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why the show MUST go on

May 3, 2011

Art imitates life. If you have never experienced an “opening night” in the theatre you should.

I don’t mean experience it as an audience member but as a member of the production.

Actors performing 'Post-its: Notes on a marriage"

Two lives told in post-it notes

My first serious steps onto the stage were made one summer in the early 90’s when I managed to secure the role of a teddy bear (complete with full bear suit, face paint and an outrageous French accent).

Before then I was a theatre boyfriend who sat in the lighting box.

Since then I have had experience as a volunteer in all parts of the life of a local hundred seat theatre – on stage as an actor, back stage constructing sets and also as Stage Manager, in the sound and lighting box, programme designer, audience member, member of the Management Committee and Director of a couple of one-act plays and a full length show.

I couldn’t tell you the number of times over the years that I have heard (or used) the phrase “The show must go on!” I do know that in all those years I never asked “Why?”

A couple of recent blog posts have got me thinking about it though.

Rachel Hill’s recent post in Musings of an Inappropriate Woman alerted me to a new book out from Tina Fey (of Saturday Night Live fame) called Bossypants. The subheading is this:

The show doesn’t go on because it’s ready; it goes on because it’s 11:30

On the same day Kelly Diels posted Not ready but willing in which these first words grabbed me by the front of the shirt and shook me:

We’re never really ready.

I’m  not ready to apologize. I’m not ready for a relationship. I’m not ready for marriage. We’re not ready to have kids. I’m not ready to apply to that program/school/job/life. I’m not ready to face the truth. I’m not ready for cancer. I’m not ready to leave.

I’m not ready for this.

Looking back over my years in the theatre I realised that there was not a single occasion where I felt that a production was ready to go on. We always managed to get things to the point where it could go on, where we (hopefully) wouldn’t be too embarrassed presenting the work to a paying public.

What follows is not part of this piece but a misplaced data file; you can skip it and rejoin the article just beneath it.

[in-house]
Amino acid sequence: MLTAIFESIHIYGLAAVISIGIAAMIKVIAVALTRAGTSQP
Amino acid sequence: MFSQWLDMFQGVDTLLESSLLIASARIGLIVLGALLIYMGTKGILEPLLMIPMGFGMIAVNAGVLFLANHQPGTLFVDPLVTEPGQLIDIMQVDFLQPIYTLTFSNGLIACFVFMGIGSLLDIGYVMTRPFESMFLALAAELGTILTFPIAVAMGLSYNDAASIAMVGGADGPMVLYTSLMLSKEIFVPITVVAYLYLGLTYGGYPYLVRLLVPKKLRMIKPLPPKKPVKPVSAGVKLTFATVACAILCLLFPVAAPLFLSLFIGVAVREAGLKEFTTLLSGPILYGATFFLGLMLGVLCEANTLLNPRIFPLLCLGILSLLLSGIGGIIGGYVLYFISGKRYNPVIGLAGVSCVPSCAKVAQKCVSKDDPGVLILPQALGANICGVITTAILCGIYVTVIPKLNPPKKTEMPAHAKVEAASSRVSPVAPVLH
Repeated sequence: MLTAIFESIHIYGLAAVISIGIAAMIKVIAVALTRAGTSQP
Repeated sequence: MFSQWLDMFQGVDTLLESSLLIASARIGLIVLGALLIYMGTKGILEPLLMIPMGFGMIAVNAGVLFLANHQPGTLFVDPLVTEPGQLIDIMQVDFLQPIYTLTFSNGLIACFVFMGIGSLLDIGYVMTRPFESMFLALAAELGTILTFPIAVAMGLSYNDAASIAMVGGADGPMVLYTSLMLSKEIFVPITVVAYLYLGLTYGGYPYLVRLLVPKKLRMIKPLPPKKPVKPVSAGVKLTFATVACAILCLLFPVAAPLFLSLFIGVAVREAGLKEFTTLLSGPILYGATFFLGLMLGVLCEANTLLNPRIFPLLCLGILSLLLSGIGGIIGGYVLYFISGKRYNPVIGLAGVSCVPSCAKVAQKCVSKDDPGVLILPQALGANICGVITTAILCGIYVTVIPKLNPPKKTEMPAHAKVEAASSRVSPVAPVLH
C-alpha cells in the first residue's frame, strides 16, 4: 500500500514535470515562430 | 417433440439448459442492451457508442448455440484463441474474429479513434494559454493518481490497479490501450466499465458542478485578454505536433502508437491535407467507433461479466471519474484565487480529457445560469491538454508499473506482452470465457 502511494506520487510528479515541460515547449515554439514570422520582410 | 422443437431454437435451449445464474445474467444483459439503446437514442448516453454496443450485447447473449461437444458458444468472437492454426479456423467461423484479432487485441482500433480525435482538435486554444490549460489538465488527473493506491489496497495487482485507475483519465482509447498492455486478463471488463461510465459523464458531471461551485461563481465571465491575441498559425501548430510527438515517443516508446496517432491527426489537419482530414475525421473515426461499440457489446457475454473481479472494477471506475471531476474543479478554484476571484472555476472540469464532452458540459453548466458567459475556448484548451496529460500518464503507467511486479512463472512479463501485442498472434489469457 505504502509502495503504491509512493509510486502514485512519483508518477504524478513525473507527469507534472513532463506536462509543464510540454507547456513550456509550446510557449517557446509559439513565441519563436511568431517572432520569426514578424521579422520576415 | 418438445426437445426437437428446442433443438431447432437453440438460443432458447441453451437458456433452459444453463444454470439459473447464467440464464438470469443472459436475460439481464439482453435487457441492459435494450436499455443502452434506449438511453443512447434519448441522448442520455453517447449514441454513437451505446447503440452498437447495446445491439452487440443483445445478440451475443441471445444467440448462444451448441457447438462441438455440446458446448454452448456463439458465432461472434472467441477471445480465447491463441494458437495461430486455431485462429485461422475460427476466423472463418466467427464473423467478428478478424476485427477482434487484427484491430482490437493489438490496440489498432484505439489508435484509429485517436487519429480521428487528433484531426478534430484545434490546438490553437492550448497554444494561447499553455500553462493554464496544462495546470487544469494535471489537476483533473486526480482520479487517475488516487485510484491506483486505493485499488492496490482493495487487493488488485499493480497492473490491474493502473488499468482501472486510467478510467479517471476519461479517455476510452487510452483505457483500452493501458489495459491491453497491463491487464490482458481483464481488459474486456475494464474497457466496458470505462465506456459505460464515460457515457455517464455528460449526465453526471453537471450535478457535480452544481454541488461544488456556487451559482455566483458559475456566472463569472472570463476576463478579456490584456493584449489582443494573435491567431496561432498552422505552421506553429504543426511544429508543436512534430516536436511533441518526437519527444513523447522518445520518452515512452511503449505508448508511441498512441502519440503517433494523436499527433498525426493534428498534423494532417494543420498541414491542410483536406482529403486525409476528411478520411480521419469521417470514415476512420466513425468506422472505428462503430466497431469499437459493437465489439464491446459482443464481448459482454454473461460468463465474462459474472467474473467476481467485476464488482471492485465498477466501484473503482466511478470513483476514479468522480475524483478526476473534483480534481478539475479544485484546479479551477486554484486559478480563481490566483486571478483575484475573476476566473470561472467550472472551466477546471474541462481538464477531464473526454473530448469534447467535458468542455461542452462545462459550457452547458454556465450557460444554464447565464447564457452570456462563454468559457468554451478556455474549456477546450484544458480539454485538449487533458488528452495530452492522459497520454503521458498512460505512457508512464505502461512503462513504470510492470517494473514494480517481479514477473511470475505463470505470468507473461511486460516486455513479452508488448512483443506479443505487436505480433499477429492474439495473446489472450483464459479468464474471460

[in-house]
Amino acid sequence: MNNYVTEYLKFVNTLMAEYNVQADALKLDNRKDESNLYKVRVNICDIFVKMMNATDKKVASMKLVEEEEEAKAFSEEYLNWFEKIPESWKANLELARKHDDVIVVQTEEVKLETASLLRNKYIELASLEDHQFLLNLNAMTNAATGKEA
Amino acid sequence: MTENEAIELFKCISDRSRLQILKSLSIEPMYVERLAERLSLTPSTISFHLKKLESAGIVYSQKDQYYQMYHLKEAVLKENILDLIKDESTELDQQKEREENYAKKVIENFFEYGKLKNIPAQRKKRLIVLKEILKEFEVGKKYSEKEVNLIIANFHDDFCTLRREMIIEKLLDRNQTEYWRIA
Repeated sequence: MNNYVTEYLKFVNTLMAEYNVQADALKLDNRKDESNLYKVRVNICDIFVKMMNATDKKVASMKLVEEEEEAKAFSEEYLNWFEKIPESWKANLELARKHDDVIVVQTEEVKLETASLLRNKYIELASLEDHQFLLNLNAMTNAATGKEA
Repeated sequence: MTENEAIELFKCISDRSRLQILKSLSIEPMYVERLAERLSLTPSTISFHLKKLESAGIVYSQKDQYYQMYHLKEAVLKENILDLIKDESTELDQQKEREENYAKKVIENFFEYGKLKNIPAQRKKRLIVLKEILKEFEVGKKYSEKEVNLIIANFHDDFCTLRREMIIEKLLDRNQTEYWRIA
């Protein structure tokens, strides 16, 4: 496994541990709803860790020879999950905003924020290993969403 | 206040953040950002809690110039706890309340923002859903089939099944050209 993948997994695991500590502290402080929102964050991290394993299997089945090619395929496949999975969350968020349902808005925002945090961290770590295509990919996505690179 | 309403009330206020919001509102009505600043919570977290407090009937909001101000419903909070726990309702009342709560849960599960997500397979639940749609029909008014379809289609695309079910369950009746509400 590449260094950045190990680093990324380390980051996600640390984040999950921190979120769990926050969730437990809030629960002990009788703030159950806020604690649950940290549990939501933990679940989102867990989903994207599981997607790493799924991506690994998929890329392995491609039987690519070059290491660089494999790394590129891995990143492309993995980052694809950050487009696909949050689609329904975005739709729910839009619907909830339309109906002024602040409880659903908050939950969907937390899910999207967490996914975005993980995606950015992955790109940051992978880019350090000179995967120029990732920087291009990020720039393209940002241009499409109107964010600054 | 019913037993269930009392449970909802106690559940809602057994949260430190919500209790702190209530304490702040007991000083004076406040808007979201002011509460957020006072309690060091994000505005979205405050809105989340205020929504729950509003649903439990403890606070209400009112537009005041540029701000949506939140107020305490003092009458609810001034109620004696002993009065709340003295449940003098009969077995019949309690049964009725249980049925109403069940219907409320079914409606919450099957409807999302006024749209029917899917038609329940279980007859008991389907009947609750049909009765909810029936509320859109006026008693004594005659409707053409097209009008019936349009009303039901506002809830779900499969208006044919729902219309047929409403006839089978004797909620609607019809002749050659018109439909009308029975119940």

But it never really felt “ready”.

But when the clock ticks around towards 7:30 pm on opening night the show must go on … and so it did.

Some nights despite our lack of feeling ready the magic was there and people laughed or cried or both because of the work we did. Some nights towards the end of a run when we felt like we were ready – we fell flat.

Closing night comes around all too soon. The night you know will be your last opportunity to do this thing, to do it right or at least to do it well. It is almost always one of the best because we always give our best.

But then you discover you are not ready … for it to finish.

In ‘real life’ we are trying to help our youngest daughter to understand that it doesn’t have to be perfect. That you can make mistakes. That it is OK to fail. That it is more than just OK to be wrong.

While I am helping her I need to follow my own advice and remember what I learnt in the theatre.

You can’t spend your life waiting until you are ready.

The show goes on because the show MUST go on – ready or not.  Life goes on –  because life goes on whether we are ready or we are not.

You never really feel ready and if you aren’t feeling a certain amount of terror while you are waiting for the curtain to open then I believe you are not going to bring your best. (Steven Pressfield reminds us in his new book Do the Work, that at age 75 Henry Fonda still threw-up before just about every stage performance!)

Actors, Stage Manager and Crew, Lighting and Sound, Front of House they all have mortgages to pay, sick kids, sick parents, bosses who don’t understand them, subordinates who don’t listen to them, a car that needs repair and telemarketers to deal with – just the same as you do.

It doesn’t stop them from doing their thing. It shouldn’t stop you.

Saying to yourself “I am  not ready to do that!” might be the truth. But that still doesn’t explain why most of us actively choose not to do anything about it.

You never know when your closing night is going to be so don’t wait until you feel ready. The show must go on. Now.

Remember, life imitates art … the one thing I can guarantee you will not be ready for, is for it to finish.


Photography by Kayleen Gibson, Kaymar Kreations. Used with permission. If you enjoyed reading this or my other posts you can subscribe and receive them via email simply by putting your email address into the Email Subscription box just on the right of my blog home page. You will receive a confirmation email (which some systems will think is spam so keep an eye on your junk mail) that you need to acknowledge to complete the subscription process.

One Comment leave one →
  1. Sandie permalink
    May 5, 2011 7:00 am

    Love it! Should do a tshirt for this one “The show must go on!”

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